Orange County has reported 56 new COVID-19 infections, as hospitalization rates maintain some of the lowest numbers since the first couple of months of the pandemic.
Hospitalizations inched up from 62 on Friday to 63 on Saturday, but the number of intensive care unit patients remained unchanged at 14.
Orange County CEO Frank Kim told City News Service that all of the county’s COVID-19 metrics are “down about a tenth of a point. It’s a progression of what we’ve seen over the last several weeks.”
It is especially encouraging as more of the county’s economy reopens in the least-restrictive yellow tier, Kim said.
“The numbers are generally looking amazing,” Andrew Noymer, a UC Irvine professor of population health and disease prevention, told City News Service on Thursday.
“It’s cyclical, but the cycles are tending downward,” Noymer said of hospitalizations and ICU numbers.
Kim was concerned that the Cal OSHA proposed guidelines for after June 15, when the state shuts down its tiered system and lifts most restrictions don’t appear to change much.
“Cal OSHA posted draft workplace standards for Covid and there’s not much different from what we currently have and I’m worried about that,” Kim said.
“I worry about confusion in the community,” Kim said. “Most people have a sense that on June 15 most things will go back to normal, but for employers in the work place it doesn’t look like much has changed.”
The draft proposal must be posted for five days while the public weighs in and then the state agency’s board will vote on it, Kim said.
“I may not be able to bring all of my employees back, so it will not look the way they think it will,” Kim said.
The new infections reported Friday increased the county’s cumulative case number to 255,220. Four additional fatalities were reported, raising the cumulative death toll to 5,063.
One death occurred in March, raising the death toll in that month to 182.
Two other fatalities were reported in December, boosting the death toll in the second deadliest month of the pandemic to 938.
The death toll so far this month stands at nine, and 41 for last month.
The death toll for February is 581. The death toll in January, the deadliest month in the pandemic, is 1,546.
Another 9,702 COVID-19 tests were reported Friday, bringing the county’s total to 3,906,305.
According to the weekly state data released every Tuesday, the average for the county’s daily case rate per 100,000 residents dropped from 1.5 to 1.3. The overall test positivity rate improved from 0.9% to 0.8%, and the county’s Health Equity Quartile rate, which measures positivity in hot spots in disadvantaged communities, declined from 0.9% to 0.7%.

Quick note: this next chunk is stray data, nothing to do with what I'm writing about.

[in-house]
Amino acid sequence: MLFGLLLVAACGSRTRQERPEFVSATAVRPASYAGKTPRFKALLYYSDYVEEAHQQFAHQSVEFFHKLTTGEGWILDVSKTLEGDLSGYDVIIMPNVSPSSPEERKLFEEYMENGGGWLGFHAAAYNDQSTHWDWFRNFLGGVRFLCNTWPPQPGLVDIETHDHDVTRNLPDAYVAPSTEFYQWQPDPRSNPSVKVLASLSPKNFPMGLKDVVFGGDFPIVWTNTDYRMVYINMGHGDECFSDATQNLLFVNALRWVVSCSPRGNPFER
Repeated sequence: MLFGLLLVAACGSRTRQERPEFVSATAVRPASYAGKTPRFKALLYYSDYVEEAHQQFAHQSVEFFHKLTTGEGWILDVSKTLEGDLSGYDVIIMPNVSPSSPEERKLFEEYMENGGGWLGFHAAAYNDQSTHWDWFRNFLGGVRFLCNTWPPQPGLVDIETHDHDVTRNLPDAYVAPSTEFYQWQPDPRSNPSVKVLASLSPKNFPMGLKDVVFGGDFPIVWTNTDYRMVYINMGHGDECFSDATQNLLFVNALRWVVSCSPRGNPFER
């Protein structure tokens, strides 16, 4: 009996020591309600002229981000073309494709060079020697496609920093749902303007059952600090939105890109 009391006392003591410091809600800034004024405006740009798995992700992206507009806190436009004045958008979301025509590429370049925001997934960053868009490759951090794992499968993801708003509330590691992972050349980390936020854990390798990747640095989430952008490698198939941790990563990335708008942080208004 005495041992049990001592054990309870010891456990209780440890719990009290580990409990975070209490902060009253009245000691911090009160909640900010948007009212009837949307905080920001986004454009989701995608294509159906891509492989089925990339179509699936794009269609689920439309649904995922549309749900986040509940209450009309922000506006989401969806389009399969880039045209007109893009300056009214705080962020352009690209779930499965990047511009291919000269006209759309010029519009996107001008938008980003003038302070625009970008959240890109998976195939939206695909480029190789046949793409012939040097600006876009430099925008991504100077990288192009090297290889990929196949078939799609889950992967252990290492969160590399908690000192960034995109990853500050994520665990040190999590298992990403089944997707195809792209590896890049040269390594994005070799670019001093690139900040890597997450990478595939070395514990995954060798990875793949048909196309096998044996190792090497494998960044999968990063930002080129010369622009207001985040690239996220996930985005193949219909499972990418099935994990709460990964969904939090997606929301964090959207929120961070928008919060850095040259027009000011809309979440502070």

The county public health officer, Dr. Clayton Chau, who also is director of the Orange County Health Care Agency, said the county has administered more than 3 million doses of vaccines. At least 1.6 million people have received one dose and 1.3 million are fully vaccinated, he said.
About 360,000 residents are awaiting a second dose of the Pfizer or Moderna vaccine, Chau said. Since residents 12 and older can now get a shot, there are 2.7 million residents eligible for a vaccine, he said.
Chau said anyone who has recovered from COVID-19 is still recommended to get a shot because studies show that vaccinated people have six times more antibodies.
The county is aiming to hold 30 mobile vaccination clinics as the mass vaccination sites are shut down, he said.
“We’re reaching the point where people will get the vaccine if we make it more convenient,” Chau said Tuesday.
Orange County Board of Supervisors Chairman Andrew Do and Vice Chairman Doug Chaffee hailed Chau on Friday for being named physician of the year by the Orange County Medical Association. In a joint statement, the supervisors praised Chau for his “integrity, excellence, compassion and exceptional leadership throughout his career in public health. During these unprecedented times, Dr. Chau’s contribution to the residents of Orange County in fighting against the pandemic is especially commendable.”
Kim said, “I don’t know of any other doctor that worked as hard as he did” during the pandemic.
“He worked every single day, day and night since last May,” Kim said. “He has shown an incredible commitment and resiliency to support the Covid response from the county from initially addressing the testing challenges and then transitioning around New Year’s to (mobile field hospitals) and vaccination efforts. I couldn’t be more proud of him. I’m so happy they recognized the tremendous work he’s done for the community.’
Noymer praised the mobile clinics.
“Mobile clinics is a good idea,” he said. “Honestly, anything that works. People keep saying we’re 60% vaccinated, but the remaining 40% is going to be way harder … The problem is we’re also approaching the ceiling, so the people who have not gotten vaccinated yet really require more persuasion.”
Noymer also hailed the idea of a lottery as incentive to get inoculated.
“It’s a good move to do a lottery,” Noymer told CNS. “It will increase participation and it will mean the fall wave is going to be a mild wave as opposed to what we had in January.”
Noymer predicts the summer months will be “totally manageable.”
Orange County last week officially entered the least-restrictive yellow tier of the reopening blueprint, which allows for greater attendance for many businesses such as movie theaters and gyms, while museums, zoos and aquariums can open at full capacity. For the first time, bars and distilleries can open indoors. Theme parks such as Disneyland can expand attendance.
The Discovery Cube of Orange County children’s museum reopened on Friday. Disneyland will begin allowing out-of-state customers in mid-June and will debut its new Avengers Campus attraction next week.
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